1

I'm confused about how to use asyncio.Queue for a particular producer-consumer pattern in which both the producer and consumer operate concurrently and independently.

First, consider this example, which closely follows that from the docs for asyncio.Queue:

import asyncio
import random
import time

async def worker(name, queue):
    while True:
        sleep_for = await queue.get()
        await asyncio.sleep(sleep_for)
        queue.task_done()
        print(f'{name} has slept for {sleep_for:0.2f} seconds')

async def main(n):
    queue = asyncio.Queue()
    total_sleep_time = 0
    for _ in range(20):
        sleep_for = random.uniform(0.05, 1.0)
        total_sleep_time += sleep_for
        queue.put_nowait(sleep_for)
    tasks = []
    for i in range(n):
        task = asyncio.create_task(worker(f'worker-{i}', queue))
        tasks.append(task)
    started_at = time.monotonic()
    await queue.join()
    total_slept_for = time.monotonic() - started_at
    for task in tasks:
        task.cancel()
    # Wait until all worker tasks are cancelled.
    await asyncio.gather(*tasks, return_exceptions=True)
    print('====')
    print(f'3 workers slept in parallel for {total_slept_for:.2f} seconds')
    print(f'total expected sleep time: {total_sleep_time:.2f} seconds')

if __name__ == '__main__':
    import sys
    n = 3 if len(sys.argv) == 1 else sys.argv[1]
    asyncio.run(main())

There is one finer detail about this script: the items are put into the queue synchronously, with queue.put_nowait(sleep_for) over a conventional for-loop.

My goal is to create a script that uses async def worker() (or consumer()) and async def producer(). Both should be scheduled to run concurrently. No one consumer coroutine is explicitly tied to or chained from a producer.

How can I modify the program above so that the producer(s) is its own coroutine that can be scheduled concurrently with the consumers/workers?


There is a second example from PYMOTW. It requires the producer to know the number of consumers ahead of time, and uses None as a signal to the consumer that production is done.

5

How can I modify the program above so that the producer(s) is its own coroutine that can be scheduled concurrently with the consumers/workers?

The example can be generalized without changing its essential logic:

  • Move the insertion loop to a separate producer coroutine.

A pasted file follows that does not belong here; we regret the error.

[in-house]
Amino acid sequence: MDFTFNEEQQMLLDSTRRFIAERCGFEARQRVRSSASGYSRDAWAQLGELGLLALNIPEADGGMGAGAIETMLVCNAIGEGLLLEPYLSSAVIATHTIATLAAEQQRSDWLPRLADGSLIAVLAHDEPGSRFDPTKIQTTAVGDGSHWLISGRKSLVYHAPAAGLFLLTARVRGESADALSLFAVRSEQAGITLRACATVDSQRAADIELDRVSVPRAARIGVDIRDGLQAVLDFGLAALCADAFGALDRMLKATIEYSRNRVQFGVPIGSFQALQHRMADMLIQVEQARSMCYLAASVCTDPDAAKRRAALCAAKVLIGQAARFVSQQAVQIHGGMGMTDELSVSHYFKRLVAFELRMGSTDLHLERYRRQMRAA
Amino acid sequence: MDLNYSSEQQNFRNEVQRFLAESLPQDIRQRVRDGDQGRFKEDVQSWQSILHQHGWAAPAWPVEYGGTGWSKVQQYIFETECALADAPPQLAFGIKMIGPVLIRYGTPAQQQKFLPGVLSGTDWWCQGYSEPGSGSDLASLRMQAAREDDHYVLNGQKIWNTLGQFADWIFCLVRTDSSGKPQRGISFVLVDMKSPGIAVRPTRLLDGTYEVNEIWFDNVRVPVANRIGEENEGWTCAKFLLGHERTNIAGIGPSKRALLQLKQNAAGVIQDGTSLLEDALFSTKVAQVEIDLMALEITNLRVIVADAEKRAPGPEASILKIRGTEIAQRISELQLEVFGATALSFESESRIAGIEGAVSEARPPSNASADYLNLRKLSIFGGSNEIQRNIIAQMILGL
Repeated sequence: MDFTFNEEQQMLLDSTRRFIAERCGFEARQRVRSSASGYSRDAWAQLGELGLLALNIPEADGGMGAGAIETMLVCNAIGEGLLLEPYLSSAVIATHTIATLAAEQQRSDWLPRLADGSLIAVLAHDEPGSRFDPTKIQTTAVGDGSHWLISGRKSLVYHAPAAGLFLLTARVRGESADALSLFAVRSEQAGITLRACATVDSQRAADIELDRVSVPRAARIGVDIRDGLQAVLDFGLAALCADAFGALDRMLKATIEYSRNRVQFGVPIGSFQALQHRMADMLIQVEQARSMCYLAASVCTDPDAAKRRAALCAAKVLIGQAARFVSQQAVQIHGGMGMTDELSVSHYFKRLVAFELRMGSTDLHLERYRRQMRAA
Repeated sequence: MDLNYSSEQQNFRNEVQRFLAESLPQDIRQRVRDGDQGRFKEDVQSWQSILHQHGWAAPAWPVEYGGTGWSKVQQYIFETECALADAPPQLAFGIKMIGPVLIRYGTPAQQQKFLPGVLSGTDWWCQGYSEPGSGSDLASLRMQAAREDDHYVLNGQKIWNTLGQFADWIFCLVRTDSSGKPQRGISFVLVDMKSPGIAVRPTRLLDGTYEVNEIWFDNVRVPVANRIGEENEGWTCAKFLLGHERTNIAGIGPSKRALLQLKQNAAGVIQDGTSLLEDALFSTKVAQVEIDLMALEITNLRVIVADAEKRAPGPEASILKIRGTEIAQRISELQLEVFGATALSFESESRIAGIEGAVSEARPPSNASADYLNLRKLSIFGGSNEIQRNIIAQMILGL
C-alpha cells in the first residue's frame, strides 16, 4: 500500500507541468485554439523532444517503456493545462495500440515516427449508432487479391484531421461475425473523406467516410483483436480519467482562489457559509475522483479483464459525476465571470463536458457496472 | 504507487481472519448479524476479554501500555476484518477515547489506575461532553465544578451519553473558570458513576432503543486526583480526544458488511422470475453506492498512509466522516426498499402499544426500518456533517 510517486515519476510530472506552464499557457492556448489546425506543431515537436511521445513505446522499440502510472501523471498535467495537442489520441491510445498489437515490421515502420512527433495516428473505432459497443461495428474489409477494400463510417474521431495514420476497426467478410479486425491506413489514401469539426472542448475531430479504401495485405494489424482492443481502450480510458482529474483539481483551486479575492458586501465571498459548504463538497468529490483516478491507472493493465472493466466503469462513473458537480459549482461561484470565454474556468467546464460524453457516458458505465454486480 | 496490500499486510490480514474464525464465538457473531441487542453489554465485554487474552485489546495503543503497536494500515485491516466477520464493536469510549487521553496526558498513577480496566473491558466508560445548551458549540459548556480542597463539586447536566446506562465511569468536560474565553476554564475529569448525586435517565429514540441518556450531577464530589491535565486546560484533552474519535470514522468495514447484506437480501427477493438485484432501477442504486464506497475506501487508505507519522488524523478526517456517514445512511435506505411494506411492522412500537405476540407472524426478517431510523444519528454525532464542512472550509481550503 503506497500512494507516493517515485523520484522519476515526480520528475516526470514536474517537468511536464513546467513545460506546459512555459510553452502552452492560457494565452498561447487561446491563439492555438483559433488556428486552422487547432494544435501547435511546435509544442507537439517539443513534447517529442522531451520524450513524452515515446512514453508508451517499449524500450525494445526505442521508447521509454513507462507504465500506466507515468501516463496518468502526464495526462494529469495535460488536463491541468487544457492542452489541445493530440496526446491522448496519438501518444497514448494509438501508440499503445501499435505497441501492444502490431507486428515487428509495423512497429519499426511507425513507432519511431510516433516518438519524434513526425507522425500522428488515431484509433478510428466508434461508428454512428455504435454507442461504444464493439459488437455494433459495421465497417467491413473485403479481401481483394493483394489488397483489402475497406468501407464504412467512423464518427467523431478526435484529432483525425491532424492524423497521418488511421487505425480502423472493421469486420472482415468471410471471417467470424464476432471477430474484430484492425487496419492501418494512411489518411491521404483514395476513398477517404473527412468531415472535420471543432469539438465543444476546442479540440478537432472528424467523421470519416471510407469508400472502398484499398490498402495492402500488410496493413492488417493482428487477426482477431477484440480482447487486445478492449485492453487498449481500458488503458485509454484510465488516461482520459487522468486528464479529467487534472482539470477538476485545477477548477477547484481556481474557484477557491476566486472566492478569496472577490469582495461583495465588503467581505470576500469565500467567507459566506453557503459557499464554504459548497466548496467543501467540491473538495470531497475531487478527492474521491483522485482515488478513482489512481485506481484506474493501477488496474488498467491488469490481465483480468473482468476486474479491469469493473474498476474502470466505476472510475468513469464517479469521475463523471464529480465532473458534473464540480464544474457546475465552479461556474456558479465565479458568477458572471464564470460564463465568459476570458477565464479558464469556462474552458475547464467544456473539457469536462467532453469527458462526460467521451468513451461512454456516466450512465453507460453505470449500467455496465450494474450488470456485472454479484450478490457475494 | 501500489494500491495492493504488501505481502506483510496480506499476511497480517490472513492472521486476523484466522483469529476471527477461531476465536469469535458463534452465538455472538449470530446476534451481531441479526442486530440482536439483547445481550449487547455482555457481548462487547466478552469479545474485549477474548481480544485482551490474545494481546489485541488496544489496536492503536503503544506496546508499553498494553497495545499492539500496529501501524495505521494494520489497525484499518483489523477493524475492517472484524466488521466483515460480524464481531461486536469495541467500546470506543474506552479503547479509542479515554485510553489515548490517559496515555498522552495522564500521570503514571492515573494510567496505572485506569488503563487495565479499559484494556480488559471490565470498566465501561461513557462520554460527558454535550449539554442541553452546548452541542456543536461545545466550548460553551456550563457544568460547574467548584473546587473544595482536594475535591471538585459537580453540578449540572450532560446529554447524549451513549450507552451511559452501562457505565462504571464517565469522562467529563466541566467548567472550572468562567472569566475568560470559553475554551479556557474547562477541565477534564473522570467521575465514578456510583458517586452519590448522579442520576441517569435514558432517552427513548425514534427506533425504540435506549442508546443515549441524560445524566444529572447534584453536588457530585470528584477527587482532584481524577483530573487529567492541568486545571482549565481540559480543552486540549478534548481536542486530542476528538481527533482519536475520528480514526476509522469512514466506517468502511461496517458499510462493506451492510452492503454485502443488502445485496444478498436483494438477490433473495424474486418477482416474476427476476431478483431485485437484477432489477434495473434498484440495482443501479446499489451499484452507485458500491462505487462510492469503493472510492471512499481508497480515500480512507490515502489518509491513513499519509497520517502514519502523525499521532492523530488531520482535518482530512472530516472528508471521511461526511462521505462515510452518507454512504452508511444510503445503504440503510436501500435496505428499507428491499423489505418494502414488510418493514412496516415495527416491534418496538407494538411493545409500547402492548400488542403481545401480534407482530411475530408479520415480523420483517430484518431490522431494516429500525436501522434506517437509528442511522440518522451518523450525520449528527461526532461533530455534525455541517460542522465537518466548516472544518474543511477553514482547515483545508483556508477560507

• Start the consumers in the background, letting them process the produced items.
  • Wait for the producer(s) to finish by awaiting them, as with await producer() or await gather(*producers), etc.
  • Once all producers are done, wait for the remaining produced items to be processed with await queue.join()
  • Cancel the consumers, all of which are now idly waiting for the next queued item which will never arrive.

Here is an example implementing the above:

import asyncio, random, time

async def rnd_sleep(t):
    # sleep for T seconds on average
    await asyncio.sleep(t * random.random() * 2)

async def producer(queue):
    while True:
        token = random.random()
        print(f'produced {token}')
        if token < .05:
            break
        await queue.put(token)
        await rnd_sleep(.1)

async def consumer(queue):
    while True:
        token = await queue.get()
        await rnd_sleep(.3)
        queue.task_done()
        print(f'consumed {token}')

async def main():
    queue = asyncio.Queue()

    # fire up the both producers and consumers
    producers = [asyncio.create_task(producer(queue))
                 for _ in range(3)]
    consumers = [asyncio.create_task(consumer(queue))
                 for _ in range(10)]

    # with both producers and consumers running, wait for
    # the producers to finish
    await asyncio.gather(*producers)
    print('---- done producing')

    # wait for the remaining tasks to be processed
    await queue.join()

    # cancel the consumers, which are now idle
    for c in consumers:
        c.cancel()

asyncio.run(main())
  • I'm writing about asyncio with aiohttp & aiofiles and want to mention queues in a section---do you mind if I link to & cite this answer? – Brad Solomon Oct 2 '18 at 23:26
  • @BradSolomon Sure, go ahead! – user4815162342 Oct 3 '18 at 6:08
  • I'm trying to adapt this to test if files exist in a directory, but it doesn't seem to interleave producers and consumers asynchronously. All producers are first generated, followed by consumers. How do I modify this to work on cpu-bound processes like if pathlib.Path().exists(): .... – pylang Jan 29 at 9:48
  • 1
    @pylang If your code is CPU-bound (or blocking in some other way not handled by asyncio), asyncio will not interleave it automatically. In that case, use run_in_executor to off-load the blocking code to a thread pool. Then you'd write if await loop.run_in_executor(None, lambda: pathlib.Path(...).exists()): ... – user4815162342 Jan 29 at 10:07
  • I think that will be the right approach according to this blog giuseppeciotta.net/…. Many thanks. – pylang Jan 29 at 20:05

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